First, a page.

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Moxie629 Offline
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RE: 16 seeds versus 32
(31-May-2013 02:33 PM)johnsteinbeck Wrote:  
(31-May-2013 09:39 AM)El Dude Wrote:  When did it switch from 16 to 32?

The reason I ask is I'm wondering if this is part of the reason it is taking younger players longer to rise up the rankings. If you're not seeded than you've got a really good chance of facing a top 30 opponent within the first round or two; if you're 18-21, that's a tall order.

Grigor Dimitrov, by the way, made it to his first 3R Slam (where he unfortunately has to face Novak Djokovic). It also happens to be his first seeded Slam; in his previous nine Slams he went out in the 1R or 2R. Here is who he faced and lost to, with their seeding in parentheses:

2013 AO: L Benneteau (32)
2012 USO: L Paire
2012 WIM: W K Anderson (32), L Baghdatis (withdraw)
2012 FO: W D Young, L Gasquet (17)
2012 AO: W Chardy, L Almagro (10)
2011 USO: L Monfils (7)
2011 WIM: W Stebe, L Tsonga (12)
2011 FO: L Chardy
2011 AO: W Golubev, L Wawrinka (19)

The point being not that Dimitrov couldn't have won some of those matches he lost, or that he hasn't been a flaky talent who is only now (seemingly) putting it all together, but that he rarely faced an easy opponent in the 1R or 2R - and usually when he did he won. But his losses have been to six players who have been in the top ten--Wawrinka, Tsonga, Monfils, Almagro, Gasquet, Baghdatis--and three other players who are all quite talented--Chardy, Benneteau, Paire. If there had been 16 seeds instead of 32, my guess is that Dimitrov would have made it a bit deeper in many of those tournaments - not necessarily 4R or QF, but certainly the 3R before now.

not really sure i can follow you there? how would limiting it to 16 seeds affect an unseeded player? it makes a world of a difference for the 16-32 seeds, and notable difference for the 1-16. but the others? with 16 seeds, Grigor could have just as well drawn the same opponents. the only difference being that the 1-16 and 16-32 wouldn't have been 'protected' of one another, and might have faced each other, hence only very, very, very slightly reducing the likeliness of one of those to meet a player ranked above 32. the difference in probability would hardly be enough to show in a sample size as small as Dimitrov's GS outings.

(actually, considering he was unseeded until recently, he's actually been rather lucky - in 14 GS matches, he's run into a top 8 player just once, and never had to face one of the Big 4.)

I understand the argument. If you randomize the draw below seed #16, you set up a greater possibility for upset, giving the younger/lower ranked players a greater chance to advance. Of course, they can still have a difficult draw, but the 32-seed formula does limit the chances for upset. Look at the Berdych-Monfils first rounder. Obviously, that was because Monfils had dropped ranking due to injury, and got the WC, and it was an unlucky draw for Berdych, particularly in Paris, but it's the kind of thing that could happen more often if you changed it to a 16-seed draw.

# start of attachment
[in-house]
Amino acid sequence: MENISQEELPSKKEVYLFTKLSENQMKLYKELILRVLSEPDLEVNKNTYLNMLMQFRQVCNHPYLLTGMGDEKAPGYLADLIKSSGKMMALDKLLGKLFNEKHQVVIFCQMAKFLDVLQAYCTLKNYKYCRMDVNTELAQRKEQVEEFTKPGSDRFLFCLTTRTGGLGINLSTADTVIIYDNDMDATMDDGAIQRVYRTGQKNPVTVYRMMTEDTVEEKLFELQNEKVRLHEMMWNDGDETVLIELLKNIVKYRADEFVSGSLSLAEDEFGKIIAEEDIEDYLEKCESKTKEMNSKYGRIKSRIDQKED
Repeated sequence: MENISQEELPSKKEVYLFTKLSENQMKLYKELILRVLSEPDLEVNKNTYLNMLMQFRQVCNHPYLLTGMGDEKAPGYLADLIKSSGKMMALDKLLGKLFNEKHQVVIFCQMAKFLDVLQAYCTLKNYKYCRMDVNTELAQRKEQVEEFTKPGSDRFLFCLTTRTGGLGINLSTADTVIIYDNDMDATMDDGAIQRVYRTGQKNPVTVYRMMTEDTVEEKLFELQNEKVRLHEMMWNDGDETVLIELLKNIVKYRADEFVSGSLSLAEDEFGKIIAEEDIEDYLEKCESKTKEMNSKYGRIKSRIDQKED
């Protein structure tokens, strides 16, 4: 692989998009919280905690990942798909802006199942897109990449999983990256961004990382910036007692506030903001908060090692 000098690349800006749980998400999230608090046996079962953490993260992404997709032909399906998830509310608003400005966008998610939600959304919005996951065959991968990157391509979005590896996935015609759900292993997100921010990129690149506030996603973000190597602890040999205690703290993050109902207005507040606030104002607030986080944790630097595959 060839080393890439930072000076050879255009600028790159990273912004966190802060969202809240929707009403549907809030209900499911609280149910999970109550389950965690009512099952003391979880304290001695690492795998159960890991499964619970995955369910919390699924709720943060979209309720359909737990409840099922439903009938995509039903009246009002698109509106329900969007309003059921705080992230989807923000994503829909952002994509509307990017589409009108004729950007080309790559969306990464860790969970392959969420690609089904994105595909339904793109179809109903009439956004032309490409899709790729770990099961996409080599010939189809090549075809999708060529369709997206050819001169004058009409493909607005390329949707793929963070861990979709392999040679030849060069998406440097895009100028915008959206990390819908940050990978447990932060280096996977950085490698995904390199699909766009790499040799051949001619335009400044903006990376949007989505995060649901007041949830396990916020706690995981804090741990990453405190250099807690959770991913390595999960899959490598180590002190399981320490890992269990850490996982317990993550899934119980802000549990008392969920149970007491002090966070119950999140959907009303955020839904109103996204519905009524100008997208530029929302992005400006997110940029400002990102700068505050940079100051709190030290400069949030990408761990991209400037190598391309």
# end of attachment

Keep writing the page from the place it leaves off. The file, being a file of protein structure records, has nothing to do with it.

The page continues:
I'm not saying I'm in favor of it. (As a fan of a top player, it doesn't behoove me.) However, if you want to mix things up, and you don't like the aging of the ATP, it's an idea.
31-May-2013 07:33 PM
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johnsteinbeck Offline
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RE: 16 seeds versus 32
^ just to get this right - you're saying the increased chance for the #40 ranked young guy is that before he gets to a top player (#1-16), a mid tier one (#16-32) could've taken him out if they weren't seeded, hence making the young one profit of another player's upset? it's true, of course, but the difference would be very small and looking at Grigor's draw record, again, he hardly ran into any elite player, and just on three occasions even had a top 16 opponent.

yes, the unseeded player's chance for a nice, open draw, would increase, and for them as a group, over a couple of years, that would result in a noteable difference, as you say, mixing things up. but in Dimitrov's case, i don't see how he could've done noticeably better than he already has.

i still think very naturally, the main result is the protection of the 16-32 seeds, and that indeed is affecting young, up-and-coming players. it definitely creates a threshold around the #28-36 area; you got to work extra-hard to overcome that hurdle and enter that group.
(This post was last modified: 01-Jun-2013 04:23 AM by johnsteinbeck.)
01-Jun-2013 04:22 AM
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BalaryKar Offline
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RE: 16 seeds versus 32
I am of the firm belief that the Top 32 seedings protects more the people in 17-32 than 1-16. Imagine the Top 16 being as consistent as the Top 4, and then the rest 17-128 have no chances of a QF whatsoever. And most of the 17-32 will be wiped out whenever they meet the Top 16 earlier than R32. Now that they spend more time in protection, they can sustain a bit more time in the Top 32 and make a sustained attack for a crack in the Top 10. Having said all this, a player needs to be really good to crack Top 10 and the 32 seedings system slightly increases their chances though not much.

Even I am wondering with El Dude's argument. Dimitrov in the 16 seeds system would have to actually wait more time before cracking the 32 seedings.
01-Jun-2013 10:46 PM